Some Memphis City Council members say they are prepared for a long day Tuesday, June 18, at City Hall as they continue down the arduous path to a tax rate and budget for the coming fiscal year.
“Let’s just be ready to spend the night,” said council member Harold Collins last week. He commented as council-mediated discussions between the administration of Memphis Mayor A C Wharton Jr. and municipal union leaders on possible cuts in employee benefits got nowhere quickly and ended after less than an hour.
Others predict the best the council might do is settle a few points but not get to the final votes on an operating budget and tax rate until a special meeting June 25.
On the council’s Tuesday agenda are seven resolutions and ordinances up for final votes on the city’s budget and tax rate. They were all delayed when the council met two weeks ago.
The council meets at 3:30 p.m. at City Hall, 125 N. Main St.
It’s been a month since the path to the fiscal year that begins July 1 changed dramatically with a report from the Tennessee Comptroller’s office critical of city financial practices. Wharton then proposed a 15-cent property tax hike above the 25 cents added to the current $3.11 rate just to produce the same amount of revenue taking into account the property value lost in the 2013 property reappraisal.
Some Memphis City Council members are prepared to stay late Tuesday as the council tries to end its budget season by setting a property tax rate and an operating budget. Other council members point to a special June 25 meeting already scheduled.
(Daily News File/Lance Murphey)
Among the budget items on Tuesday’s agenda is a resolution that would issue $135 million in refunding bonds in a restructuring of city debt.
It is the same action the city took, with council approval, in 2010, that pushed the debt into future years and prompted the May letter and report from Tennessee Comptroller Justin P. Wilson.
The report is critical of city financial practices including the debt restructuring known as “scoop and toss.”
“The city’s debt is being restructured to provide debt relief in fiscal years 2014 to 2024 by shifting debt service for those fiscal years to fiscal year 2025,” Wilson wrote in a letter to Wharton last month.
Wilson added that if the city undertakes the second restructuring it should be the last time it does so.
“I think that one of the themes that is going to be recurring is what’s the right size and what’s the right level of services.”
City of Memphis chief administrative officer
“In order to avoid further financial stress, after the issuance of the series 2013 refunding bonds, the city’s use of ‘scoop and toss’ refundings should be discontinued and a clear solution to the city’s excess expenditures exceeding available revenues should be implemented,” Wilson wrote in the May 20 letter.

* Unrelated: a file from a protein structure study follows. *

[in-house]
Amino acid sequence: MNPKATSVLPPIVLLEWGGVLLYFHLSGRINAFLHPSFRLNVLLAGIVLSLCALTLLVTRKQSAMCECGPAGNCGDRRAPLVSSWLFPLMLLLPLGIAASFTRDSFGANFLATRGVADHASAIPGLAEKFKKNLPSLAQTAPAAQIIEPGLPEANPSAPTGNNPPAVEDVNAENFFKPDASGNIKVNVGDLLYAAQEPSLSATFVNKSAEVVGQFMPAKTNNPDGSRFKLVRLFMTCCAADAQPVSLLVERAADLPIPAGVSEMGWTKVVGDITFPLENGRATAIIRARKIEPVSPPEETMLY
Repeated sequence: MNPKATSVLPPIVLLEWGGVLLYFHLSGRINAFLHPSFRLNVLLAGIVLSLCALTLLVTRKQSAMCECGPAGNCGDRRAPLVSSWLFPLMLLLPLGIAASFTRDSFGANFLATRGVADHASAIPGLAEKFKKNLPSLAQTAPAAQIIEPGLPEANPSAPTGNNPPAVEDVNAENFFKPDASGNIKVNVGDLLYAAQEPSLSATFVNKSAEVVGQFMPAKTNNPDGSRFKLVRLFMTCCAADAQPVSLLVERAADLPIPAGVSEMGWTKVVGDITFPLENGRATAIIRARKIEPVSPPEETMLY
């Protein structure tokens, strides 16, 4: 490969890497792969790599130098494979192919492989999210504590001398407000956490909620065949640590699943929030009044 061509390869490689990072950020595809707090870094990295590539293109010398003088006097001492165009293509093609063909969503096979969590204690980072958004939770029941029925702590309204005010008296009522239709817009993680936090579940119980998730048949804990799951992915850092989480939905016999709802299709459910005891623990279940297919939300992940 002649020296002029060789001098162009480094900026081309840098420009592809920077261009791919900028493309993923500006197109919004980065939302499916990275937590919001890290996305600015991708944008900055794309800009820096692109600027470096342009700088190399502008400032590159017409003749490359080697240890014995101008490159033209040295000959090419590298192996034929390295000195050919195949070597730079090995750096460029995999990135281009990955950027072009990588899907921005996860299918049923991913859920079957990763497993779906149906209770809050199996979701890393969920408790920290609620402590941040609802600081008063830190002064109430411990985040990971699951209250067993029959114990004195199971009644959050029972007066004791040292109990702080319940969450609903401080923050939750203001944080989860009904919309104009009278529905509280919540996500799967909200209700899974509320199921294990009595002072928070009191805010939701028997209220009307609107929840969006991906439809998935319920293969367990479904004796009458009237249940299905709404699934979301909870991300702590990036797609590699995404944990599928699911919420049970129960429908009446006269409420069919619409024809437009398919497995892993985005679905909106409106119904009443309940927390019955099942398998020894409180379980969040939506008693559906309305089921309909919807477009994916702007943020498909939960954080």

Wilson is clear that the city’s priority should be paying down its debt and funding pension and similar obligations and liabilities on the books.
Council frustration grew when city chief financial officer and Housing and Community Development director Robert Lipscomb told council members 10 days later that a long-range five-year city financial plan the council has pushed for wasn’t ready.
Lipscomb said it hadn’t been properly vetted. And he pitched a capital improvement project to have the Memphis Police Department move its headquarters out of the Criminal Justice Center to the old police building on Adams Avenue and Second Street.
He also said the administration is seeking legal opinions of a shift of an estimated $30 million in capital revenue the city hopes to get from a Midtown tourism development zone to go toward operating expenses. The revenue was to go to finance a reconfiguration of the Mid-South Fairgrounds as a public recreation area.
No one in the administration has talked about either option since the end of May. This month the emphasis has been on dramatic cuts in city employee and retiree benefits, including laying off or buying out 400 city workers. And even city police and firefighters would not be immune.
“I think that one of the themes that is going to be recurring is what’s the right size and what’s the right level of services,” City Chief Administrative Officer George Little said. “Fire has already gone through that frankly. … Fire has actually reduced their complement, sort of a controlled descent by 118 positions. We’re just going to have to work our way through this.”
But some on the council think the administration should do more than offer options and advocate for a specific plan.
The administration’s outline of what cuts in employee and retiree benefits would look like has always come with the caveat that it is at the request of council members.
“We really had hoped to bring these comprehensive personnel items forward after discussions as part of the fiscal year 2015 budget,” Little said last week. “I just hope that whatever we do, we don’t do it in a hasty way. … There are options that are available for council.”